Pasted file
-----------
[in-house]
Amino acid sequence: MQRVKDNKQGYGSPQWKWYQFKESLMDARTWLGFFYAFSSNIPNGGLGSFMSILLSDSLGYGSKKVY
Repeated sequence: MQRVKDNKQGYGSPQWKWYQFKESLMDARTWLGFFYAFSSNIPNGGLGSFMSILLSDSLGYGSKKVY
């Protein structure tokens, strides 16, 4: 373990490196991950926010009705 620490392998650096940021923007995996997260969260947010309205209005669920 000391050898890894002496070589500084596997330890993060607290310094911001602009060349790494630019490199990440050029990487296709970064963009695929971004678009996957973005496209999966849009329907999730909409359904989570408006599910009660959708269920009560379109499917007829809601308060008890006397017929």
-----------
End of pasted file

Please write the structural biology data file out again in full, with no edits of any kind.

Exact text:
[in-house]
Amino acid sequence: MQRVKDNKQGYGSPQWKWYQFKESLMDARTWLGFFYAFSSNIPNGGLGSFMSILLSDSLGYGSKKVY
Repeated sequence: MQRVKDNKQGYGSPQWKWYQFKESLMDARTWLGFFYAFSSNIPNGGLGSFMSILLSDSLGYGSKKVY
């Protein structure tokens, strides 16, 4: 373990490196991950926010009705 620490392998650096940021923007995996997260969260947010309205209005669920 000391050898890894002496070589500084596997330890993060607290310094911001602009060349790494630019490199990440050029990487296709970064963009695929971004678009996957973005496209999966849009329907999730909409359904989570408006599910009660959708269920009560379109499917007829809601308060008890006397017929």